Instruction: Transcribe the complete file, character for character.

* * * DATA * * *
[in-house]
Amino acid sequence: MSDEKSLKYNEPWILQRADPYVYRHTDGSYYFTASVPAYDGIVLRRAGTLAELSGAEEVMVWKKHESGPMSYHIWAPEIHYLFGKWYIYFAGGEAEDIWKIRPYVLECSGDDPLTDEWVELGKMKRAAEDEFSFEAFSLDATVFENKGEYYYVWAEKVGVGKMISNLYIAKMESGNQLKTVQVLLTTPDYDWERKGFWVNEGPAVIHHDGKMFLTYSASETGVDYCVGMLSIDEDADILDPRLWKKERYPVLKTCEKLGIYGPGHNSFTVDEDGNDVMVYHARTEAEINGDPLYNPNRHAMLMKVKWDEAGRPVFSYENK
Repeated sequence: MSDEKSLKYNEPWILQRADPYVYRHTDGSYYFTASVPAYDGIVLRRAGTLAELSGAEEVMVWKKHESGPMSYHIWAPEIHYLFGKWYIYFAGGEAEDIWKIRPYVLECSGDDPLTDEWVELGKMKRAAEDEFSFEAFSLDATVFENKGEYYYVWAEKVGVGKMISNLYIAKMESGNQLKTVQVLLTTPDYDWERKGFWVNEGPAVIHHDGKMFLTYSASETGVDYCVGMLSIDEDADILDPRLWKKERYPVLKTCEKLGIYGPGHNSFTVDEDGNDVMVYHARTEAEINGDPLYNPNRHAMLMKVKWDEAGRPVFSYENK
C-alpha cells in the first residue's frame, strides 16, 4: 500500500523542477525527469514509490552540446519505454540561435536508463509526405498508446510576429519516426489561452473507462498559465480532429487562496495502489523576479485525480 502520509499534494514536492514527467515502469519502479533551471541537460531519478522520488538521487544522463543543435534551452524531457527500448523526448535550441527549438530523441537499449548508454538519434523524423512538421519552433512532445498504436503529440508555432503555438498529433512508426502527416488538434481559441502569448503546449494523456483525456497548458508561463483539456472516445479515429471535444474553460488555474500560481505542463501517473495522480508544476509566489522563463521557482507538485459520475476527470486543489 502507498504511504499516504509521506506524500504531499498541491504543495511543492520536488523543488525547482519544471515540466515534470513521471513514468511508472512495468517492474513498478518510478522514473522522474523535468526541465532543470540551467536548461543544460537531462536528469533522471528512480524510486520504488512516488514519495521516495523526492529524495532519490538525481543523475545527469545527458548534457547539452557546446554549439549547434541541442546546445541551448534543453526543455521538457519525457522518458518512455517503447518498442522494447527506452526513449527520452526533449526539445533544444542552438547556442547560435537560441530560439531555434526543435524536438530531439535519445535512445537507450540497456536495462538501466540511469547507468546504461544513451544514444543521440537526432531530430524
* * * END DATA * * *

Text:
[in-house]
Amino acid sequence: MSDEKSLKYNEPWILQRADPYVYRHTDGSYYFTASVPAYDGIVLRRAGTLAELSGAEEVMVWKKHESGPMSYHIWAPEIHYLFGKWYIYFAGGEAEDIWKIRPYVLECSGDDPLTDEWVELGKMKRAAEDEFSFEAFSLDATVFENKGEYYYVWAEKVGVGKMISNLYIAKMESGNQLKTVQVLLTTPDYDWERKGFWVNEGPAVIHHDGKMFLTYSASETGVDYCVGMLSIDEDADILDPRLWKKERYPVLKTCEKLGIYGPGHNSFTVDEDGNDVMVYHARTEAEINGDPLYNPNRHAMLMKVKWDEAGRPVFSYENK
Repeated sequence: MSDEKSLKYNEPWILQRADPYVYRHTDGSYYFTASVPAYDGIVLRRAGTLAELSGAEEVMVWKKHESGPMSYHIWAPEIHYLFGKWYIYFAGGEAEDIWKIRPYVLECSGDDPLTDEWVELGKMKRAAEDEFSFEAFSLDATVFENKGEYYYVWAEKVGVGKMISNLYIAKMESGNQLKTVQVLLTTPDYDWERKGFWVNEGPAVIHHDGKMFLTYSASETGVDYCVGMLSIDEDADILDPRLWKKERYPVLKTCEKLGIYGPGHNSFTVDEDGNDVMVYHARTEAEINGDPLYNPNRHAMLMKVKWDEAGRPVFSYENK
C-alpha cells in the first residue's frame, strides 16, 4: 500500500523542477525527469514509490552540446519505454540561435536508463509526405498508446510576429519516426489561452473507462498559465480532429487562496495502489523576479485525480 502520509499534494514536492514527467515502469519502479533551471541537460531519478522520488538521487544522463543543435534551452524531457527500448523526448535550441527549438530523441537499449548508454538519434523524423512538421519552433512532445498504436503529440508555432503555438498529433512508426502527416488538434481559441502569448503546449494523456483525456497548458508561463483539456472516445479515429471535444474553460488555474500560481505542463501517473495522480508544476509566489522563463521557482507538485459520475476527470486543489 502507498504511504499516504509521506506524500504531499498541491504543495511543492520536488523543488525547482519544471515540466515534470513521471513514468511508472512495468517492474513498478518510478522514473522522474523535468526541465532543470540551467536548461543544460537531462536528469533522471528512480524510486520504488512516488514519495521516495523526492529524495532519490538525481543523475545527469545527458548534457547539452557546446554549439549547434541541442546546445541551448534543453526543455521538457519525457522518458518512455517503447518498442522494447527506452526513449527520452526533449526539445533544444542552438547556442547560435537560441530560439531555434526543435524536438530531439535519445535512445537507450540497456536495462538501466540511469547507468546504461544513451544514444543521440537526432531530430524